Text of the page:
The arriving Archdeacon is the Revd Paul Bryer, presently the vicar of St Paul’s Dorking, and Rural Dean. He’ll become our Archdeacon, probably in February, and he has a Leatherhead connection too as he was at one time Head of Religious Studies at Therfield. Meantime, we’ll continue to be looked after by the Archdeacon of Surrey, Stuart Beake, who came on a visit to spend an afternoon with clergy and churchwardens on October 9th.
The departing Bishop is of course Bishop Christopher who will finally say goodbye to the Diocese at his leaving service on November 30th, coincidentally on the sixteenth anniversary of his inauguration as our Bishop. There’s to be a series of prayer walks beforehand; some have already happened. Our rural Dean Robert Jenkins is in the middle of the arrangements for a walk in our Deanery but at the time of writing the date is not known.
Good news about a new Inspecting Architect. Following meetings with our shortlisted candidates we have appointed John Bailey of Thomas Ford and Partners. He has thirteen years experience of building conservation work, is the architect for Guildford (G11*) and Wakefield (G1) cathedrals and has the King of Prussia’s – yes honestly (!) – Gold Medal for church conservation and repairs of churches in Kent. You can see his work on the www. He’s already reviewing the implications of our Quinquennial inspection report and there are plans for him to come to the PCC to tell us what the remedial work plan will look like.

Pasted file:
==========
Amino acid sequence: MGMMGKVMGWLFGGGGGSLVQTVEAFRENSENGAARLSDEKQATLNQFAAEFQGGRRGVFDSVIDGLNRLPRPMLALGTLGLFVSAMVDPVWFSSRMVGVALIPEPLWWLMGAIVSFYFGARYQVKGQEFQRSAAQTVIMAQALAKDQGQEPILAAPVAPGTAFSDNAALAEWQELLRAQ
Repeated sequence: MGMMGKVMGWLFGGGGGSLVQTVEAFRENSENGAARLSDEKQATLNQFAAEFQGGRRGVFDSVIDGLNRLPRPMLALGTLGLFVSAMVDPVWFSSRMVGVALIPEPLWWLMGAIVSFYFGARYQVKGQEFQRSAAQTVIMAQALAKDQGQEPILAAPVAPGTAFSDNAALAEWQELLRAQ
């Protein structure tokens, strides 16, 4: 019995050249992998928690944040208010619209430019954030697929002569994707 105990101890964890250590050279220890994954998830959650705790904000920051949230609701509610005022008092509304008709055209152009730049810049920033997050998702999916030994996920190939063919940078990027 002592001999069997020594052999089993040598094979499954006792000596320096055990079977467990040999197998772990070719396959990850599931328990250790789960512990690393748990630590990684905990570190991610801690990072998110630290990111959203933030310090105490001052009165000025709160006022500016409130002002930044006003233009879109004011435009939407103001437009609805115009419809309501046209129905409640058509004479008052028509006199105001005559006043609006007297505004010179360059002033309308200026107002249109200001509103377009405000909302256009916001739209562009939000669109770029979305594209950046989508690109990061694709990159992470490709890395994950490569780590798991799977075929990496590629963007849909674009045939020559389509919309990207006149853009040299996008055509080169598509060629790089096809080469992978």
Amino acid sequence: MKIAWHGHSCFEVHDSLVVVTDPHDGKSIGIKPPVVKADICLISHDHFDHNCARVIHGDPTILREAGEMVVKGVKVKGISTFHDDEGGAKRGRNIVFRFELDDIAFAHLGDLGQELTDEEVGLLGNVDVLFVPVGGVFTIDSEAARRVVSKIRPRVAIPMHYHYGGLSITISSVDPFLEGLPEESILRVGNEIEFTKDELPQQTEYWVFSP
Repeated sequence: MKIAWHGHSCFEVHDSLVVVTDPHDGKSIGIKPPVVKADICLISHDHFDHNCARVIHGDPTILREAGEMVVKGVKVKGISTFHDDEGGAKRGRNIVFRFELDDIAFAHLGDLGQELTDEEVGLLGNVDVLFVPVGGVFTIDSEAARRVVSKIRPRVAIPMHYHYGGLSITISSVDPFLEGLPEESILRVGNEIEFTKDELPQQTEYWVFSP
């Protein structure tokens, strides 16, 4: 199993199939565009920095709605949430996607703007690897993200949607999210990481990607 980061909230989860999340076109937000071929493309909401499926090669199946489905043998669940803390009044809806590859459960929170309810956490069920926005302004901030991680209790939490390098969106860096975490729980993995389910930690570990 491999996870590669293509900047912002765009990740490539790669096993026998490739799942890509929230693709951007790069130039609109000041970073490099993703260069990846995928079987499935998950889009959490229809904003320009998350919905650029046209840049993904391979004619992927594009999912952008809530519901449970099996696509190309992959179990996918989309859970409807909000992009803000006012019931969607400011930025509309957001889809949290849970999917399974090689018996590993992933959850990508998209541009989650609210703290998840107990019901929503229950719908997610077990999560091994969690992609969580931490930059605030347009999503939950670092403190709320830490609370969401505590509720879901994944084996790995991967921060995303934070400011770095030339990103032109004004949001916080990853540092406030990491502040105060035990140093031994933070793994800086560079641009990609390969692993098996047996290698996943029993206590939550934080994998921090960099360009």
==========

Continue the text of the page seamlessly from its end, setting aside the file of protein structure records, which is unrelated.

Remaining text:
Our heritage days in September attracted 73 visitors fascinated by the historical displays and the opportunity to go up the tower. The Harvest Supper was a really good evening with 99 tickets sold, lots of food consumed, and good fellowship and entertainment enjoyed. The following Monday’s Alpha course also benefited from some surplus apple crumbles.
Activities in church have included a heart-warming Compassion Sunday service on October 6th when eight children from under developed countries were “adopted” by members of our congregation who will now support them in their school and daily life through the Compassion charity (www.compassionuk.org). The All Age Service on October 6th was wonderful. Almost the entire congregation took the opportunity to plant a mustard seed and take away a mustard seed bookmark to a background of gentle music from the music group and quietly spoken prayers from the Rector. The silence when this part of the service ended was most moving. (If you’re not sure what all this is about read Luke 18 verses 5 to 10.)